“She didn’t write it. She wrote it but she shouldn’t have. She wrote it but look what she wrote about. She wrote it BUT…”
How to Suppress Women’s Writing is a meticulously researched and humorously written “guidebook” to the many ways women and other “minorities” have been barred from producing written art. In chapters like “Prohibitions,” “Pollution of Agency,” “The Double Standard of Content,” “False Categorization,” and “Isolation” Joanna Russ names, defines, and illustrates those barriers to art-making we may have felt but which tend to remain unnamed and thus insolvable.
How to Suppress Women’s Writing can be considered a classic so I’m excited that it’s being re-released. Written in 1983 and based on academia in the 1970s some parts feel dated but the underlying principles are sadly relevant. Russ systematically goes through the “reasons” women’s writing has been maligned for centuries – she didn’t write it. Or she wrote it but she had help, or she only wrote one of it, or she’s an anomaly. (Oh yes, there’s more.)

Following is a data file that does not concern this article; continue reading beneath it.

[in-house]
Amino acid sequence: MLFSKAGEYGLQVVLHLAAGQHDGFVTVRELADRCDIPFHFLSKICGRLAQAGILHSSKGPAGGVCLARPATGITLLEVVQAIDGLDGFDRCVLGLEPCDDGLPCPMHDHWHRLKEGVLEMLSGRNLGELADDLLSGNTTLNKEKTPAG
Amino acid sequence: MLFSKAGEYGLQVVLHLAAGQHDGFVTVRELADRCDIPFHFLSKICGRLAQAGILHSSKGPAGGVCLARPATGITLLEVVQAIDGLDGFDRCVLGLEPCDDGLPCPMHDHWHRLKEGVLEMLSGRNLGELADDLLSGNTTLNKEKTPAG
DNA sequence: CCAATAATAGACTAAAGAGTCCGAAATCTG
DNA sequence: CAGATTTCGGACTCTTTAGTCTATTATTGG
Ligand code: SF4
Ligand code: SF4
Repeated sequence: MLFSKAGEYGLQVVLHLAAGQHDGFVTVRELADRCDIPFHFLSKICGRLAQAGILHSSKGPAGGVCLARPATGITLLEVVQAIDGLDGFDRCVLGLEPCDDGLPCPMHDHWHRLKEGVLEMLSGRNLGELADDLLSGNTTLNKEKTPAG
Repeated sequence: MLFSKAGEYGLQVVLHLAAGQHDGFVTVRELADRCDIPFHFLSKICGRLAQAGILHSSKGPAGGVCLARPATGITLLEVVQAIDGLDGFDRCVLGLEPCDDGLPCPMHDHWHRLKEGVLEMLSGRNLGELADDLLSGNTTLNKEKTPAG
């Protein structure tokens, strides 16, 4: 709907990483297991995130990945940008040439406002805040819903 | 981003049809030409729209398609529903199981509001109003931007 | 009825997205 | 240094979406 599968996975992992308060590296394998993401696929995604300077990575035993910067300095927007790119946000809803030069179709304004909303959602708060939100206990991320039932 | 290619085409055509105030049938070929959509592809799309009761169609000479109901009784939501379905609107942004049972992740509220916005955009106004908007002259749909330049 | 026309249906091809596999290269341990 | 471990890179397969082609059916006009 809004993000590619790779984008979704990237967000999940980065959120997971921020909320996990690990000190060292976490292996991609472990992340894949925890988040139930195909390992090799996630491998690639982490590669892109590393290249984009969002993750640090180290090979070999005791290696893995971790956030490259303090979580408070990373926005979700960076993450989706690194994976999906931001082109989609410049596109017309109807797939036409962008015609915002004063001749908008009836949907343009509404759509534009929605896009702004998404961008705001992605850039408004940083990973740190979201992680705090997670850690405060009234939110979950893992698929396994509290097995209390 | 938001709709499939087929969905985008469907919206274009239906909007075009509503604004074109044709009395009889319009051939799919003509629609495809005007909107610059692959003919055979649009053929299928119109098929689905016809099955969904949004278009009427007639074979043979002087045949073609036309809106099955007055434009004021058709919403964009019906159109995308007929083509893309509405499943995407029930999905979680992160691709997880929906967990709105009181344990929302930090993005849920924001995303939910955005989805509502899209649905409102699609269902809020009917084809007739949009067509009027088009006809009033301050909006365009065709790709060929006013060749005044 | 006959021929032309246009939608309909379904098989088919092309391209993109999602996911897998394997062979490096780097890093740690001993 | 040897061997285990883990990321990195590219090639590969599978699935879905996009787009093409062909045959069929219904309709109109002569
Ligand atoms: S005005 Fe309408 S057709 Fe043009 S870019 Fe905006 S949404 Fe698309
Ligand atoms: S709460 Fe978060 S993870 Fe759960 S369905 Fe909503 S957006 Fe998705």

Each method of suppression gets its own chapter with historical examples of how it was used. A word of fair warning – it’s on literary criticism and takes for granted that you know your 18th and 19th century writers. If you’re not familiar ~raises her hand~ the name dropping with minimal explanation can be confusing bordering on annoying.
That doesn’t make the material less fascinating, though. For example, Russ randomly looked at anthologies and academic lists and found that women accounted for between five and eight percent of writers selected. You would think that a longer list or larger book could “afford” to include more women but the percentage actually went down with size, not up. As Russ notes:
It seems that when women are brought into a reading list, a curriculum, or an anthology, men arrive, too – let the number of men drop and the women mysteriously disappear.
She argues further that isolating women in this way makes them look like anomalies and thus more easily minimized and ignored. Now and then Russ points out that these same methods are used on people of color and other marginalized groups, but doesn’t dive much further until a mea culpa afterward. I chalk this up to the fact that the book was written over thirty years ago but I was hoping for more intersectionality all the same.
All in all I’m glad I read How to Suppress Women’s Writing and I’m thankful that it’s once again in print – may it supercharge our BS detectors and empower us to fight back.
Thanks to University of Texas Press and Edelweiss for providing a review copy.